There is one thing that I have learned in my social media experiment and that is there is no handbook. I started this, a few years ago, on a career advancement/change basis. The change came without even one little bit of the social media efforts being a part of the equation. Go figure? Everything you read is telling you must have a social media footprint to matter in the business world.  But depending on what customers you talk to, it is a good thing or a complete waste of time.
Maybe the use of social media will make you first on their mind when a need arises or even better, it makes you look technically advanced, but only to the guys who like using it. There are also pitfalls of too much information. We had a customer touting how great a demo of a mower was at his club on Twitter. The next day a competitive sales rep showed up looking to demo his unit. While I would love to post a video of a demo doing something extra ordinary, I also need to be careful not to give away the location. Sad but true.

      I have some people who will reference something I have posted or tweeted. I have some others who absolutely have a strong opinion of my efforts. What I sometimes struggle with is posting information and the tone being misunderstood. Just like a text, it can always be perceived, not in the way you had hoped. So now make your stuff interesting or funny, but don't offend any one or come off like a jerk. Easy, right?
    
WJC
     

Sunday, May 8, 2016

Partners With The Pigs

  



       This past spring we were lucky enough to enter into a partnership with the Lehigh Valley Iron Pigs. The Iron Pigs are the Phillies AAA affiliate. They are one of the top teams in attendance, in the minor leagues, for good reason. When you walk into the stadium, you can instantly see how strong they are at marketing.

       Our first event was this past Wednesday. We were able to place some of our equipment on the warning track, for a customer field day. Ryan Hills, the Director of Grounds, could not have been a more gracious host! After having an extra inning game the night before, he was happy to spend time with the group, talking about his pre-game field preparations. From showing the use of a turbine blower to blow up the tarp to clear the water, to the application of Pro's Choice Rapid Dry, it was all very interesting to the turf managers in attendance.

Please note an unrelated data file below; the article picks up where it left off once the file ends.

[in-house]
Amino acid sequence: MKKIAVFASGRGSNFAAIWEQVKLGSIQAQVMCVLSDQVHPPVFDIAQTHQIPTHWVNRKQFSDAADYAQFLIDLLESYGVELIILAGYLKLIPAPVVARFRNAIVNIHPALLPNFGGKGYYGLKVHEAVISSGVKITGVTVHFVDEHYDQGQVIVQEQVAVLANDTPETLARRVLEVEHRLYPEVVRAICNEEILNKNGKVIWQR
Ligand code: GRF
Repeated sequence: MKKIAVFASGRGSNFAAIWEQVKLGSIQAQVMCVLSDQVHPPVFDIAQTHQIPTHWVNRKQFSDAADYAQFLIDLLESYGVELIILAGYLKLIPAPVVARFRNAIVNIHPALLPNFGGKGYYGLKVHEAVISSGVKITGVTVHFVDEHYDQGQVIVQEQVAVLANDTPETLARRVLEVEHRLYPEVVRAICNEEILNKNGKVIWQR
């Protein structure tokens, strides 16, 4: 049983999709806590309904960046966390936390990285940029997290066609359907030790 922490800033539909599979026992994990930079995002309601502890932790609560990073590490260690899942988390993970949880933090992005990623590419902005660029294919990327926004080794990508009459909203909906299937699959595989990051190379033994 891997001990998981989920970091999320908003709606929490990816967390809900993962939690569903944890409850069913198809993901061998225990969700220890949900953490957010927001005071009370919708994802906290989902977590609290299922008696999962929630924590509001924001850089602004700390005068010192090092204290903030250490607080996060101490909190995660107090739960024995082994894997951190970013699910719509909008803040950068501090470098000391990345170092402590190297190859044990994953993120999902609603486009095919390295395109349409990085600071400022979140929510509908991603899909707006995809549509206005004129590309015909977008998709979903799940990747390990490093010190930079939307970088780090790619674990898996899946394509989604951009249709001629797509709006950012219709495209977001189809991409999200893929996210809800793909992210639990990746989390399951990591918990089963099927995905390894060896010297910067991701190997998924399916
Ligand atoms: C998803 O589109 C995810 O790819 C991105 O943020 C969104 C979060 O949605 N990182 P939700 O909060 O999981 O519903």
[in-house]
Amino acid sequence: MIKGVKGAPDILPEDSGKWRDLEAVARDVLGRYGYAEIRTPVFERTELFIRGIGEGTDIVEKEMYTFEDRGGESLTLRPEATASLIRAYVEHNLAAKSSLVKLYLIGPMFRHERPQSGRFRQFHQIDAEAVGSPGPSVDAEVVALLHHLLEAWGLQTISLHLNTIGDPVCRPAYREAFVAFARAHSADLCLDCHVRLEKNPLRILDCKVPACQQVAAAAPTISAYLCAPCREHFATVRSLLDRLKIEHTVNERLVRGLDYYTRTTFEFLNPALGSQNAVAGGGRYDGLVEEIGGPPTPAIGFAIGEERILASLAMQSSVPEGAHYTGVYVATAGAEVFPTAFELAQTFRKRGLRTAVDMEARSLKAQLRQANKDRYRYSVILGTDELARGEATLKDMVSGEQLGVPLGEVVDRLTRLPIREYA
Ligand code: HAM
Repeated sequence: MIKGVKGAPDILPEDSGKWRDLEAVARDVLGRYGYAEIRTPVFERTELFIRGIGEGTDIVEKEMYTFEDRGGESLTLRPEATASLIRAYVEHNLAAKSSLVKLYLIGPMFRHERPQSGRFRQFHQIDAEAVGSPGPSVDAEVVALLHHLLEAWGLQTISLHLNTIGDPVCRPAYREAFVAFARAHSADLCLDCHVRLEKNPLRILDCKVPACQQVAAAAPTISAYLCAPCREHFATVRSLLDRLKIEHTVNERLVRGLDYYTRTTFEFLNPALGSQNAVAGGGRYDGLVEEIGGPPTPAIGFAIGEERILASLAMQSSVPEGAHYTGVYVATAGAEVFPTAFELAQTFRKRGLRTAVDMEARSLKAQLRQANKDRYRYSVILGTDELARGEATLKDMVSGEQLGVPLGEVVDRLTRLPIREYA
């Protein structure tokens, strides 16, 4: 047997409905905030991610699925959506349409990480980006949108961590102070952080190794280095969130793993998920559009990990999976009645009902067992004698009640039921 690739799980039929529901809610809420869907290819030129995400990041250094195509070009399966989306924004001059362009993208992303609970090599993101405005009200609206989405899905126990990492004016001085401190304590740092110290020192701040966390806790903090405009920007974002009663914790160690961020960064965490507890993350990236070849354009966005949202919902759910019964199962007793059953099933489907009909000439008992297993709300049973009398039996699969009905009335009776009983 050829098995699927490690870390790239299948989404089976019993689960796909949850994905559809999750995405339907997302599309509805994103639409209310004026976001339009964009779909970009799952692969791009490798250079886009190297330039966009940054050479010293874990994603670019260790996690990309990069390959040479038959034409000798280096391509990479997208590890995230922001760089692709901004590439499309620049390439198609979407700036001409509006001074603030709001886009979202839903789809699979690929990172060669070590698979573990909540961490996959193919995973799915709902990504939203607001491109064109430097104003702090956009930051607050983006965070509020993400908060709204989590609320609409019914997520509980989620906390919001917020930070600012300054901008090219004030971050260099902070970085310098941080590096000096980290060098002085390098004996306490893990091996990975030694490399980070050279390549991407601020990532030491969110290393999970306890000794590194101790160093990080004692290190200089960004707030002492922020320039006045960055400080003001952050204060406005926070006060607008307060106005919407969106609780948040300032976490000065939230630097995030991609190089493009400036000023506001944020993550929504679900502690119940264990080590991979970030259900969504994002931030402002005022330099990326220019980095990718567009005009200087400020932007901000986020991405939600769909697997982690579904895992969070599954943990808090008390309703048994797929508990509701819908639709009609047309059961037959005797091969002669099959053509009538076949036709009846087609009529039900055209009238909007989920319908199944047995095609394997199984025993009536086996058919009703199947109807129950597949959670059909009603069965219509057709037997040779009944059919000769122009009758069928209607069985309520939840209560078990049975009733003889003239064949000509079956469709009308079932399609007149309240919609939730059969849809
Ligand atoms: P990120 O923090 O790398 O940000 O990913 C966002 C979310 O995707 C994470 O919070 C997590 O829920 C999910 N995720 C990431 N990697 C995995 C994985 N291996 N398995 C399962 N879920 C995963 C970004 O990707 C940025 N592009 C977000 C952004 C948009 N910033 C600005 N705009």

Thank you to Ryan Hills and the Iron Pigs for a great day! Even with some tough weather, it still was a special opportunity. I know for my son, who was one of a few kids to join us, he was pretty excited to have a chance to be on the field. After removing all of our equipment from the warning track, he hand raked the entire track. Once we got home, he was asking about where the closest stadium was to our home that he could work.

     My son Pete raking the warning track after the field day and before the game

Ryan Hills, Director of Field Maintenance for the Lehigh Valley Iron Pigs, talks to our group about field maintenance practices
The Turfco Torrent Blower being used to get the water off the trap 



WJC

Sunday, April 10, 2016

What Is The Magic Number?

       Not sure when it happened, but in recent years, the buying process has changed on larger equipment purchases. While nothing is an absolute, it is interesting how often it becomes about the final number vs. what unit was the preferred choice. For me, the magic number is right around $150K. It is when more people are involved in the process, at the club, and how much you want to justify your preference. I can't count how many times I have heard the statement, " I am just happy to get something!" It is easy to understand why you would feel this way.
Many clubs have held back on capital purchases over the past eight years. It has happened to multiple clubs that they just cannot wait any longer to replace some equipment that is well past it's shelf life. It makes you wonder, when the club buys new stoves for the kitchen or purchase new carpet, is it low bid that wins or who has the best product for the need?

Monday, March 28, 2016

Super Support

       This past week, we had all our main vendor representatives in town for meetings and to travel with our salesmen. The week started off with some talks to review the new products and updates for this coming season for each product line. We are very lucky to have some incredible people to work with. It is amazing how they all have great passion about their products and believe they are selling the best. Getting someone like Chuck Hicks from Redexim or Chris Francis from Turfco out into the field to demo a unit for customers is truly something to watch. The guys know their product inside and out and are excited to be showing you why they think it is better than the competition. You have to wonder if the ability to focus specifically on a smaller product line is an advantage.

Thanks to Mark Pena from Jacobsen, Andy Barone from Ventract, Steve Johnson from Smithco, Chuck Hicks from Redexim & Chris Francis from Turfco for great week!


Chris Francis talking about the advantages of the Turfco 1550 Topdresser

Chuck Hicks in his happy place...Running the Verti-Drain Bullet


WJC